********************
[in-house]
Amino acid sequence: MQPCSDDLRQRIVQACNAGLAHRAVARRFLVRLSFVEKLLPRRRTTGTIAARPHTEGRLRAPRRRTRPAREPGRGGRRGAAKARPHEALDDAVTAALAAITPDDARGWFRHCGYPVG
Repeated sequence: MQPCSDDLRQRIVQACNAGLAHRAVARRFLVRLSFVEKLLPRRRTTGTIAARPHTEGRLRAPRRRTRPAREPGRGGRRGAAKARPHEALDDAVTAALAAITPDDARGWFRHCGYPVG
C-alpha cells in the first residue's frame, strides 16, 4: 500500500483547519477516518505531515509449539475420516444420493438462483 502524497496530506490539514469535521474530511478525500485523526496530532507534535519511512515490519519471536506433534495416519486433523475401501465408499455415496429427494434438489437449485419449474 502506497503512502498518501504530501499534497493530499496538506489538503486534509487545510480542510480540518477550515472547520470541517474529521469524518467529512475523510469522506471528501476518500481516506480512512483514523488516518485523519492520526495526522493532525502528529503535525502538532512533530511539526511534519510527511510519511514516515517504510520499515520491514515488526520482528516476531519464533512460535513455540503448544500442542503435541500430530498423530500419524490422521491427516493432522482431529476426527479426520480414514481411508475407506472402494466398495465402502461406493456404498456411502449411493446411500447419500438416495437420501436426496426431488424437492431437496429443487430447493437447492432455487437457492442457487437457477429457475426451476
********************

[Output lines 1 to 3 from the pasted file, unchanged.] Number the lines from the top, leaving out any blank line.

[in-house]
Amino acid sequence: MQPCSDDLRQRIVQACNAGLAHRAVARRFLVRLSFVEKLLPRRRTTGTIAARPHTEGRLRAPRRRTRPAREPGRGGRRGAAKARPHEALDDAVTAALAAITPDDARGWFRHCGYPVG
Repeated sequence: MQPCSDDLRQRIVQACNAGLAHRAVARRFLVRLSFVEKLLPRRRTTGTIAARPHTEGRLRAPRRRTRPAREPGRGGRRGAAKARPHEALDDAVTAALAAITPDDARGWFRHCGYPVG